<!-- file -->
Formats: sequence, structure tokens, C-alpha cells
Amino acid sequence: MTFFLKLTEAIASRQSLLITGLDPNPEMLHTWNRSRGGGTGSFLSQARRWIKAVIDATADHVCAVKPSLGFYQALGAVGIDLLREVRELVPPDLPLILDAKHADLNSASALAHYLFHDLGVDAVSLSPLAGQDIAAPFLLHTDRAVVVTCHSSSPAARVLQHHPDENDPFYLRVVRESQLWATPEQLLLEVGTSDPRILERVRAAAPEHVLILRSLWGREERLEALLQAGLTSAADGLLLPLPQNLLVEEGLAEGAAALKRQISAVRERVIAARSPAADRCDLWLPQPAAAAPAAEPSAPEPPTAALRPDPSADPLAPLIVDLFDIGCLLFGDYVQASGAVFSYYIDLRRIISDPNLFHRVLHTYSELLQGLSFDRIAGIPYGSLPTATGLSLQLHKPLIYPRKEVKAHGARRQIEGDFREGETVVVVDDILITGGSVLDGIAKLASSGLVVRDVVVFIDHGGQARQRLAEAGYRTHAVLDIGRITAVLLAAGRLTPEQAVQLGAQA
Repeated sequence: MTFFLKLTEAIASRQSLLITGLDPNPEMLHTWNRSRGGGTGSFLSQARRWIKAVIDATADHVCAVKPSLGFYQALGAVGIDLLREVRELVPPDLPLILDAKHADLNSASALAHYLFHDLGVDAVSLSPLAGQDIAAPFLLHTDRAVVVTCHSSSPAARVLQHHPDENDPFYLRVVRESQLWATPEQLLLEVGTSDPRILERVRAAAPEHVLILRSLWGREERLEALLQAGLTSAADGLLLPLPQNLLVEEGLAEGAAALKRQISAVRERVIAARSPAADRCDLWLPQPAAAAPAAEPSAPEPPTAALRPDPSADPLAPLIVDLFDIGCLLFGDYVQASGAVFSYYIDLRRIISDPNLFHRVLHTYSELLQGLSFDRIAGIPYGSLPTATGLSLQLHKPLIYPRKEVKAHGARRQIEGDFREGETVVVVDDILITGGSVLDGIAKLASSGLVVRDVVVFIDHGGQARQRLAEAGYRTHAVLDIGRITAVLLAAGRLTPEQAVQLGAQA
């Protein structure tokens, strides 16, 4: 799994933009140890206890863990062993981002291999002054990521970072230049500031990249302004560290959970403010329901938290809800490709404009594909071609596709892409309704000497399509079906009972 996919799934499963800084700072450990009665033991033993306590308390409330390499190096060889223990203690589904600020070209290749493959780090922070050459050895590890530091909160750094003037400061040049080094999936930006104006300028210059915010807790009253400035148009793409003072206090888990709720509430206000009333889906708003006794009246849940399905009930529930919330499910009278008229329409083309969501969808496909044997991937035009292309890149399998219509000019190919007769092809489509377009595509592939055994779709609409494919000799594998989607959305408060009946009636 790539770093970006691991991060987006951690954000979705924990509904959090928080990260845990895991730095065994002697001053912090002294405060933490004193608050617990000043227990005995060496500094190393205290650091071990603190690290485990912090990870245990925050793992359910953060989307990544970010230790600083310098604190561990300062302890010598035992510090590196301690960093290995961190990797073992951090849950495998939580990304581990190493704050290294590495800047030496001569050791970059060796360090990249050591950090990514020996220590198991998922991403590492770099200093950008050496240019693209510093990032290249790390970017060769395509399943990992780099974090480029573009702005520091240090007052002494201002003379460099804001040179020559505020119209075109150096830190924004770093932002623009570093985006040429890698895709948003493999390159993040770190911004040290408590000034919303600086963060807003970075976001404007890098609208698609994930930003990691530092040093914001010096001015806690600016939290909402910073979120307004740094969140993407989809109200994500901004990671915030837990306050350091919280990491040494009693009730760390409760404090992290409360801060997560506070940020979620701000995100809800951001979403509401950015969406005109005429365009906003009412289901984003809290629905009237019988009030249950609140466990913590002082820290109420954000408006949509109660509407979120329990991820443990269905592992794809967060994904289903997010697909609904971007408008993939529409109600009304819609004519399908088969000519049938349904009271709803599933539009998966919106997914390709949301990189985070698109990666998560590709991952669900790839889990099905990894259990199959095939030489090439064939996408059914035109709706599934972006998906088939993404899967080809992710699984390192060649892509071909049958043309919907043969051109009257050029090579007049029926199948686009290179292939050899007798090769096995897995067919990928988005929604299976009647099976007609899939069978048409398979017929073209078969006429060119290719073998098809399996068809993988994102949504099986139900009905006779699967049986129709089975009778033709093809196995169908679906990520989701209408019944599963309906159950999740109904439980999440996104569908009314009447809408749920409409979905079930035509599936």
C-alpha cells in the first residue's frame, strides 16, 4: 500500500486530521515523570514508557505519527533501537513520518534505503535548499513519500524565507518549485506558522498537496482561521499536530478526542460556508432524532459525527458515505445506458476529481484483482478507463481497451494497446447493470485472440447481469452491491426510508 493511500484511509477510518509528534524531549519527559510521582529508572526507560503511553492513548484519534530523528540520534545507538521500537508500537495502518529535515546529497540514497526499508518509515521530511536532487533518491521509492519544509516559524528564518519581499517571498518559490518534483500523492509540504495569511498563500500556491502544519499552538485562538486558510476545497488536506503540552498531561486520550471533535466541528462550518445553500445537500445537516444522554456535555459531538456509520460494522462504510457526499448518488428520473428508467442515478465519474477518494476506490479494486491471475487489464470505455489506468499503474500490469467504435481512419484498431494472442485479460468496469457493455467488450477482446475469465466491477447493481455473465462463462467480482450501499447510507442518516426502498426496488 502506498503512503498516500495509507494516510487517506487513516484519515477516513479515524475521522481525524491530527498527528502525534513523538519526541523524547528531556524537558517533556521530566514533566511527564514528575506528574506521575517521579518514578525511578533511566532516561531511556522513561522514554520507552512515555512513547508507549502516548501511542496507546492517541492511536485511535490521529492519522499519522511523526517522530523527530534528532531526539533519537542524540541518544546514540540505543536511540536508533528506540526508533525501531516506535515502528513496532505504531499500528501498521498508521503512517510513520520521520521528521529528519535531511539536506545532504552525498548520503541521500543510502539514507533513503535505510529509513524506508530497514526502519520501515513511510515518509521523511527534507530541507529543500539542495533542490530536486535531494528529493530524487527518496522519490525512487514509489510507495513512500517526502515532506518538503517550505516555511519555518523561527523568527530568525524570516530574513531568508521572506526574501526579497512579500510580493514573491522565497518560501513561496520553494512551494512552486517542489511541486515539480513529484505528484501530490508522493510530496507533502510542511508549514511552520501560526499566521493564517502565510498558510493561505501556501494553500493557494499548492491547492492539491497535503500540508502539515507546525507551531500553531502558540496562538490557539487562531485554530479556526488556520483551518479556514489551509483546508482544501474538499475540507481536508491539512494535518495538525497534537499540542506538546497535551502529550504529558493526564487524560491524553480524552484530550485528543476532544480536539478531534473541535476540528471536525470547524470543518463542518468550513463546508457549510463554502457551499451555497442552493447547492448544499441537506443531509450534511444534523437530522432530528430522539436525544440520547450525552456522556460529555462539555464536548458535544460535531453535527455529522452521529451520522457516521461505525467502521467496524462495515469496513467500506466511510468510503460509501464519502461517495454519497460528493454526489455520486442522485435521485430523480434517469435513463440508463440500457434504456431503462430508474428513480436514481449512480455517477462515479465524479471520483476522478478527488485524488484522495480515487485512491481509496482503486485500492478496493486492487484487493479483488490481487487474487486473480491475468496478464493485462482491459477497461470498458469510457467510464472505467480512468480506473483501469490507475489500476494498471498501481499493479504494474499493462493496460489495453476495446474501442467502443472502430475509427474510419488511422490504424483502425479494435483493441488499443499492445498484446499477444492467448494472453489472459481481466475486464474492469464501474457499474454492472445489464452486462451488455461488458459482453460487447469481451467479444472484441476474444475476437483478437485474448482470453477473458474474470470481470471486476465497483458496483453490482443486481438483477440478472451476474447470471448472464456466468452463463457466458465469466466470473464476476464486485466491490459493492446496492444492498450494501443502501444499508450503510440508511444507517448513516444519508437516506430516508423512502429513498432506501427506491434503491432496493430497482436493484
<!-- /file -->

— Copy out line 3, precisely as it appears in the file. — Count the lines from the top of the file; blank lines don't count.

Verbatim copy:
Repeated sequence: MTFFLKLTEAIASRQSLLITGLDPNPEMLHTWNRSRGGGTGSFLSQARRWIKAVIDATADHVCAVKPSLGFYQALGAVGIDLLREVRELVPPDLPLILDAKHADLNSASALAHYLFHDLGVDAVSLSPLAGQDIAAPFLLHTDRAVVVTCHSSSPAARVLQHHPDENDPFYLRVVRESQLWATPEQLLLEVGTSDPRILERVRAAAPEHVLILRSLWGREERLEALLQAGLTSAADGLLLPLPQNLLVEEGLAEGAAALKRQISAVRERVIAARSPAADRCDLWLPQPAAAAPAAEPSAPEPPTAALRPDPSADPLAPLIVDLFDIGCLLFGDYVQASGAVFSYYIDLRRIISDPNLFHRVLHTYSELLQGLSFDRIAGIPYGSLPTATGLSLQLHKPLIYPRKEVKAHGARRQIEGDFREGETVVVVDDILITGGSVLDGIAKLASSGLVVRDVVVFIDHGGQARQRLAEAGYRTHAVLDIGRITAVLLAAGRLTPEQAVQLGAQA